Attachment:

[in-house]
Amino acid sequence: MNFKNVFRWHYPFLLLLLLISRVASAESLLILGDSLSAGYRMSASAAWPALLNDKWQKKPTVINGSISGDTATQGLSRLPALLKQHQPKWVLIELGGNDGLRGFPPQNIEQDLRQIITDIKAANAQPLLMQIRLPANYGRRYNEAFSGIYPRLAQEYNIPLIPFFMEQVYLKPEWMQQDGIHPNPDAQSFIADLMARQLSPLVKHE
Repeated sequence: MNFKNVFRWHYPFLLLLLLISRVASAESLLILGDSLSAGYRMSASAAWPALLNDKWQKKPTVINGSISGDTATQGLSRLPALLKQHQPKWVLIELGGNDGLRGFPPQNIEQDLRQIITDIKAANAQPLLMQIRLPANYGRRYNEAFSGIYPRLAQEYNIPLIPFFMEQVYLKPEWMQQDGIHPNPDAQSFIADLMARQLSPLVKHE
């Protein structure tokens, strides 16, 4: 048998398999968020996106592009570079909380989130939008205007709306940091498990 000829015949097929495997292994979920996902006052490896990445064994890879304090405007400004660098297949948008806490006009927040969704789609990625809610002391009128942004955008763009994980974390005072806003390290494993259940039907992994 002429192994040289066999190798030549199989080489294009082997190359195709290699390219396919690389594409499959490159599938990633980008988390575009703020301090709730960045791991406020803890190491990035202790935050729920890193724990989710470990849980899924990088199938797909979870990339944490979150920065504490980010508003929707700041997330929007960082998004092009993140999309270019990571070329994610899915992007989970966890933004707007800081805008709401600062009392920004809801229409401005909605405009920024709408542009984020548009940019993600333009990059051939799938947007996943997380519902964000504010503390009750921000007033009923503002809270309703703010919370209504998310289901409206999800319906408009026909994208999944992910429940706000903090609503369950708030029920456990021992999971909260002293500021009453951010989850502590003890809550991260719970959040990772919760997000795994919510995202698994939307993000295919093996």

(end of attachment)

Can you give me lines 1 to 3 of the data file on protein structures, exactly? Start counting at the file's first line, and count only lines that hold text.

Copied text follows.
[in-house]
Amino acid sequence: MNFKNVFRWHYPFLLLLLLISRVASAESLLILGDSLSAGYRMSASAAWPALLNDKWQKKPTVINGSISGDTATQGLSRLPALLKQHQPKWVLIELGGNDGLRGFPPQNIEQDLRQIITDIKAANAQPLLMQIRLPANYGRRYNEAFSGIYPRLAQEYNIPLIPFFMEQVYLKPEWMQQDGIHPNPDAQSFIADLMARQLSPLVKHE
Repeated sequence: MNFKNVFRWHYPFLLLLLLISRVASAESLLILGDSLSAGYRMSASAAWPALLNDKWQKKPTVINGSISGDTATQGLSRLPALLKQHQPKWVLIELGGNDGLRGFPPQNIEQDLRQIITDIKAANAQPLLMQIRLPANYGRRYNEAFSGIYPRLAQEYNIPLIPFFMEQVYLKPEWMQQDGIHPNPDAQSFIADLMARQLSPLVKHE